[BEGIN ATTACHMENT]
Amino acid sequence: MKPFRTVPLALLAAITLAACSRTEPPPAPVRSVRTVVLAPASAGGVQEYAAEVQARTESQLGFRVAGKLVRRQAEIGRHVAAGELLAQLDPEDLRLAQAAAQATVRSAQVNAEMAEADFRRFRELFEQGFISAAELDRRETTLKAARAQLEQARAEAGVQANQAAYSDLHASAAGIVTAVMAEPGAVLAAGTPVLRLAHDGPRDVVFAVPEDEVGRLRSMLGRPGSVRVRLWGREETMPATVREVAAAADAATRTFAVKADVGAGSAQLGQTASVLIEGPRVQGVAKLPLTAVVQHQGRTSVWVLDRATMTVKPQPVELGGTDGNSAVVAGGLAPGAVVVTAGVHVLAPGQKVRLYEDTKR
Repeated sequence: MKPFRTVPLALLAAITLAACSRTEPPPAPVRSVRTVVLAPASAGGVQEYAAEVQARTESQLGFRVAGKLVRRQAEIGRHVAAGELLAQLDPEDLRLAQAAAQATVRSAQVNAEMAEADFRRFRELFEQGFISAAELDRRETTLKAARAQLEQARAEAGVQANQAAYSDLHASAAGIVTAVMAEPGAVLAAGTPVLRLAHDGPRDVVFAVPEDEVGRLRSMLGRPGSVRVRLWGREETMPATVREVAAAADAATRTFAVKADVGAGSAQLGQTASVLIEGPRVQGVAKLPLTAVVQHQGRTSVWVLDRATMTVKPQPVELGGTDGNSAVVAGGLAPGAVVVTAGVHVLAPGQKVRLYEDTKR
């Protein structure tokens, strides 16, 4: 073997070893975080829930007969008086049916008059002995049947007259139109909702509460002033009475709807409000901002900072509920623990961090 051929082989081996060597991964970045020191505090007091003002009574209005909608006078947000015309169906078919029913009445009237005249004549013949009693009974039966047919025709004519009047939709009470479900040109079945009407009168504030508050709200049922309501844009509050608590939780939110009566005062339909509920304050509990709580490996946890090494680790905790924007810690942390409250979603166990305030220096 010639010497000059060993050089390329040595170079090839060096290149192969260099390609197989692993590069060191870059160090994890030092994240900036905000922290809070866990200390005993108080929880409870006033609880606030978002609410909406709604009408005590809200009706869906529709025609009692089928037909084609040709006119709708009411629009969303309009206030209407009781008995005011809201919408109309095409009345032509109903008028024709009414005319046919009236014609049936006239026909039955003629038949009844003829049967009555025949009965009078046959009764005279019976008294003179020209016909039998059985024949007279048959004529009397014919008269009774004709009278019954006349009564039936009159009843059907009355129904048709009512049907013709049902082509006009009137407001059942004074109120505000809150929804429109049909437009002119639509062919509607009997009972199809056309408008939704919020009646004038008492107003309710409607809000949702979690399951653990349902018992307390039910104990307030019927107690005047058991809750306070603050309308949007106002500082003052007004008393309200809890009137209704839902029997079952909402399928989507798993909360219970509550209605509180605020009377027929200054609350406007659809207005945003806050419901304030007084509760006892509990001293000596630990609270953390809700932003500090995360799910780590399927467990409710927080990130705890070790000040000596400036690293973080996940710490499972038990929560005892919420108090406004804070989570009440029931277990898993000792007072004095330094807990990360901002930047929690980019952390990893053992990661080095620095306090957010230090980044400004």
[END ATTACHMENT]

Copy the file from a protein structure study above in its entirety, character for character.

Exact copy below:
Amino acid sequence: MKPFRTVPLALLAAITLAACSRTEPPPAPVRSVRTVVLAPASAGGVQEYAAEVQARTESQLGFRVAGKLVRRQAEIGRHVAAGELLAQLDPEDLRLAQAAAQATVRSAQVNAEMAEADFRRFRELFEQGFISAAELDRRETTLKAARAQLEQARAEAGVQANQAAYSDLHASAAGIVTAVMAEPGAVLAAGTPVLRLAHDGPRDVVFAVPEDEVGRLRSMLGRPGSVRVRLWGREETMPATVREVAAAADAATRTFAVKADVGAGSAQLGQTASVLIEGPRVQGVAKLPLTAVVQHQGRTSVWVLDRATMTVKPQPVELGGTDGNSAVVAGGLAPGAVVVTAGVHVLAPGQKVRLYEDTKR
Repeated sequence: MKPFRTVPLALLAAITLAACSRTEPPPAPVRSVRTVVLAPASAGGVQEYAAEVQARTESQLGFRVAGKLVRRQAEIGRHVAAGELLAQLDPEDLRLAQAAAQATVRSAQVNAEMAEADFRRFRELFEQGFISAAELDRRETTLKAARAQLEQARAEAGVQANQAAYSDLHASAAGIVTAVMAEPGAVLAAGTPVLRLAHDGPRDVVFAVPEDEVGRLRSMLGRPGSVRVRLWGREETMPATVREVAAAADAATRTFAVKADVGAGSAQLGQTASVLIEGPRVQGVAKLPLTAVVQHQGRTSVWVLDRATMTVKPQPVELGGTDGNSAVVAGGLAPGAVVVTAGVHVLAPGQKVRLYEDTKR
């Protein structure tokens, strides 16, 4: 073997070893975080829930007969008086049916008059002995049947007259139109909702509460002033009475709807409000901002900072509920623990961090 051929082989081996060597991964970045020191505090007091003002009574209005909608006078947000015309169906078919029913009445009237005249004549013949009693009974039966047919025709004519009047939709009470479900040109079945009407009168504030508050709200049922309501844009509050608590939780939110009566005062339909509920304050509990709580490996946890090494680790905790924007810690942390409250979603166990305030220096 010639010497000059060993050089390329040595170079090839060096290149192969260099390609197989692993590069060191870059160090994890030092994240900036905000922290809070866990200390005993108080929880409870006033609880606030978002609410909406709604009408005590809200009706869906529709025609009692089928037909084609040709006119709708009411629009969303309009206030209407009781008995005011809201919408109309095409009345032509109903008028024709009414005319046919009236014609049936006239026909039955003629038949009844003829049967009555025949009965009078046959009764005279019976008294003179020209016909039998059985024949007279048959004529009397014919008269009774004709009278019954006349009564039936009159009843059907009355129904048709009512049907013709049902082509006009009137407001059942004074109120505000809150929804429109049909437009002119639509062919509607009997009972199809056309408008939704919020009646004038008492107003309710409607809000949702979690399951653990349902018992307390039910104990307030019927107690005047058991809750306070603050309308949007106002500082003052007004008393309200809890009137209704839902029997079952909402399928989507798993909360219970509550209605509180605020009377027929200054609350406007659809207005945003806050419901304030007084509760006892509990001293000596630990609270953390809700932003500090995360799910780590399927467990409710927080990130705890070790000040000596400036690293973080996940710490499972038990929560005892919420108090406004804070989570009440029931277990898993000792007072004095330094807990990360901002930047929690980019952390990893053992990661080095620095306090957010230090980044400004």